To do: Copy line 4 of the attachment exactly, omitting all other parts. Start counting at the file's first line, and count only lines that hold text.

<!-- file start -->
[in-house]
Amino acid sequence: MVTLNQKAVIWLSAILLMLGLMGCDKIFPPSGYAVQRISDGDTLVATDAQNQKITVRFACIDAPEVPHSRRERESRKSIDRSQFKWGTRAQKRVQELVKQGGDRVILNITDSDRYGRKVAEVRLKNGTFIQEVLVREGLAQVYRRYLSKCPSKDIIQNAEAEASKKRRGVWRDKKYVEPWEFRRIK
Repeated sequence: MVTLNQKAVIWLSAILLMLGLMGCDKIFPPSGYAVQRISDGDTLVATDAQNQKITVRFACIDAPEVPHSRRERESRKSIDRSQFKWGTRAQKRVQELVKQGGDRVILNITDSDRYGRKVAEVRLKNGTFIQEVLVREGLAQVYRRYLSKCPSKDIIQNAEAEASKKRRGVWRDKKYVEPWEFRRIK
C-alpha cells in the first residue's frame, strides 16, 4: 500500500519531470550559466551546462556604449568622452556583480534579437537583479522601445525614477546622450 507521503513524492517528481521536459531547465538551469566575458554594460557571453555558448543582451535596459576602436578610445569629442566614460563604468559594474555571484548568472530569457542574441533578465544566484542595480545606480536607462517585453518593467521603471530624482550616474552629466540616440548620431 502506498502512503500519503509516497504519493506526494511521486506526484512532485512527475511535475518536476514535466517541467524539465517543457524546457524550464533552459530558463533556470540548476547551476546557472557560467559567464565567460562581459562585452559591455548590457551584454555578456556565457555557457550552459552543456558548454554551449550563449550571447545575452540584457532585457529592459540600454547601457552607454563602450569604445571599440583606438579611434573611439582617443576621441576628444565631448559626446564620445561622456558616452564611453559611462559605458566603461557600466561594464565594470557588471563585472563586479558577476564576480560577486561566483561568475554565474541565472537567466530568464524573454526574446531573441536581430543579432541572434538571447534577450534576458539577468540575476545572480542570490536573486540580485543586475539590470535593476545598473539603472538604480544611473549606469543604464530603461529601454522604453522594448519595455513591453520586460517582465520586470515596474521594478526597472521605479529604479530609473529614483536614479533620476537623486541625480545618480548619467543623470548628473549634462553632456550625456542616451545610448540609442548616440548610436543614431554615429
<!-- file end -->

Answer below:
C-alpha cells in the first residue's frame, strides 16, 4: 500500500519531470550559466551546462556604449568622452556583480534579437537583479522601445525614477546622450 507521503513524492517528481521536459531547465538551469566575458554594460557571453555558448543582451535596459576602436578610445569629442566614460563604468559594474555571484548568472530569457542574441533578465544566484542595480545606480536607462517585453518593467521603471530624482550616474552629466540616440548620431 502506498502512503500519503509516497504519493506526494511521486506526484512532485512527475511535475518536476514535466517541467524539465517543457524546457524550464533552459530558463533556470540548476547551476546557472557560467559567464565567460562581459562585452559591455548590457551584454555578456556565457555557457550552459552543456558548454554551449550563449550571447545575452540584457532585457529592459540600454547601457552607454563602450569604445571599440583606438579611434573611439582617443576621441576628444565631448559626446564620445561622456558616452564611453559611462559605458566603461557600466561594464565594470557588471563585472563586479558577476564576480560577486561566483561568475554565474541565472537567466530568464524573454526574446531573441536581430543579432541572434538571447534577450534576458539577468540575476545572480542570490536573486540580485543586475539590470535593476545598473539603472538604480544611473549606469543604464530603461529601454522604453522594448519595455513591453520586460517582465520586470515596474521594478526597472521605479529604479530609473529614483536614479533620476537623486541625480545618480548619467543623470548628473549634462553632456550625456542616451545610448540609442548616440548610436543614431554615429